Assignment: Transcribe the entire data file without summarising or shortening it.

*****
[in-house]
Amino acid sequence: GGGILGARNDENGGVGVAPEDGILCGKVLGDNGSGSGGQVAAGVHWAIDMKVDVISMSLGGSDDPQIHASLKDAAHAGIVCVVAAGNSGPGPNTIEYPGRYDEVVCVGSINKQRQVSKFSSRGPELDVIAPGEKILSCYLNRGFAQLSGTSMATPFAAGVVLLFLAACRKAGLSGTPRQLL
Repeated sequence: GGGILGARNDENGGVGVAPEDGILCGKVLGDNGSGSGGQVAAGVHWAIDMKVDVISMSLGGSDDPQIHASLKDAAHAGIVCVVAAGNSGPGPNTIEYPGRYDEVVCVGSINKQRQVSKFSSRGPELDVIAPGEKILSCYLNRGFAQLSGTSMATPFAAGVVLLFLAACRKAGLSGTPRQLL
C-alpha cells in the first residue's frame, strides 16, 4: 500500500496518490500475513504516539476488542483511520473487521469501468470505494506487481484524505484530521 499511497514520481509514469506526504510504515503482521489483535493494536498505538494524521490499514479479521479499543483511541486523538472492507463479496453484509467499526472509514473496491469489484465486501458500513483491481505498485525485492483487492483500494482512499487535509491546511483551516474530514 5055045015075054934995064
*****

[in-house]
Amino acid sequence: GGGILGARNDENGGVGVAPEDGILCGKVLGDNGSGSGGQVAAGVHWAIDMKVDVISMSLGGSDDPQIHASLKDAAHAGIVCVVAAGNSGPGPNTIEYPGRYDEVVCVGSINKQRQVSKFSSRGPELDVIAPGEKILSCYLNRGFAQLSGTSMATPFAAGVVLLFLAACRKAGLSGTPRQLL
Repeated sequence: GGGILGARNDENGGVGVAPEDGILCGKVLGDNGSGSGGQVAAGVHWAIDMKVDVISMSLGGSDDPQIHASLKDAAHAGIVCVVAAGNSGPGPNTIEYPGRYDEVVCVGSINKQRQVSKFSSRGPELDVIAPGEKILSCYLNRGFAQLSGTSMATPFAAGVVLLFLAACRKAGLSGTPRQLL
C-alpha cells in the first residue's frame, strides 16, 4: 500500500496518490500475513504516539476488542483511520473487521469501468470505494506487481484524505484530521 499511497514520481509514469506526504510504515503482521489483535493494536498505538494524521490499514479479521479499543483511541486523538472492507463479496453484509467499526472509514473496491469489484465486501458500513483491481505498485525485492483487492483500494482512499487535509491546511483551516474530514 5055045015075054934995064